Christina Hagan, a state lawmaker who positioned herself as a conservative outsider, lost the Republican primary Tuesday in Ohio's 16th Congressional District to Anthony Gonzalez, a former NFL wide receiver and political novice who had deep backing from the party’s establishment.
Gonzalez carried a majority of voters on Tuesday night.
Hagan wrapped herself tightly in the Trump movement. She campaigned with former White House advisers like Anthony “the Mooch” Scaramucci and Sebastian Gorka. She printed red and white yard signs that matched the colors of Trump’s “Make America Great Again” baseball caps and proclaimed her as “PRO-TRUMP” in bold type. And she spent election eve bouncing between Tucker Carlson on Fox News and the Breitbart News radio show.
While there was never reliable public polling on the race, Hagan’s familiar ballot name — she has her father’s old seat in the state legislature — and her ability to draw attention by tapping into Trump World made her a strong rival to the better-funded Gonzalez. And old-school Republicans who feared a Hagan upset in the closing days made a big final push: a $300,000 television ad buy to promote Gonzalez, paid for by the US Chamber of Commerce.
All of this made the Ohio 16th one of the cleanest examples of a fractured party in the Trump era: a primary between two ambitious young Republicans (Gonzalez is 33, Hagan 29) with such pronounced differences in style and tone and, thus, different target audiences.
The seat there is open this fall because Republican incumbent Jim Renacci decided to run for Senate. Demographics favor Republicans — Trump won the district by 16 points two years ago. But Democrats see a pickup opportunity, especially after a Trump-aligned Republican lost a special House election in Pennsylvania, in a district Trump won by 20 points.
Gonzalez’s Trump-cautious approach could help the party in the fall. It took him nearly 10 seconds to answer in February when asked by BuzzFeed News why he thought Trump won in 2016.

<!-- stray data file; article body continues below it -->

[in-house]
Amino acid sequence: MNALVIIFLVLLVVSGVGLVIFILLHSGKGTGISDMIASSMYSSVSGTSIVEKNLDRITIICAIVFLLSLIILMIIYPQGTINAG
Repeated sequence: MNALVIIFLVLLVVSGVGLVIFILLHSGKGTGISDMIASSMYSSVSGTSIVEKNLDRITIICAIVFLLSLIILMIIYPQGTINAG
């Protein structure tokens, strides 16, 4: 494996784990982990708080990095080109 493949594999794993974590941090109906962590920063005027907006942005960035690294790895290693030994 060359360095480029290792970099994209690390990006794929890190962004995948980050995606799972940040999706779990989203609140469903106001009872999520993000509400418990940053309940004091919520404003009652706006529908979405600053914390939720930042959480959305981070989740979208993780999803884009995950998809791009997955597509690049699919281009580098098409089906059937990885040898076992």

“You know, I think … that’s a good question,” Gonzalez said finally. “I think he gave voice to something that had been largely ignored or had sat below the surface for a while. You can call it the silent majority. I think that’s a fine term. But who was that? It was all of us who felt like one way or another this country just stopped working for the everyday person.”
Gonzalez isn’t anti-Trump by any means. He has praised the president’s policies and does not openly criticize him. But he was not nearly as reverential as Hagan was during the primary. When he was asked at one Republican function about his congressional role models, he singled out Nebraska Sen. Ben Sasse, a conservative who’s known for being tough on Trump at times. And instead of pro-Trump surrogates, Gonzalez surrounded himself with pals and mentors from his football-playing days. Former Indianapolis Colts teammate Peyton Manning was a top donor, and former Ohio State Buckeyes head coach Jim Tressel headlined a Gonzalez event.
Hagan offered far-right rhetoric on most issues, from guns to immigration. On the latter, she angered many party insiders with a tweet that appeared to be a racial dog-whistle intended to emphasize her opponent’s ethnic last name. (Gonzalez is a Cuban American.) While she and her allies promoted her as the obvious choice for die-hard Trump supporters, help from Trump directly never came. The closest they got was the Mooch, at a February fundraiser.
Gonzalez now faces likely Democratic nominee Susan Moran Palmer in the general election.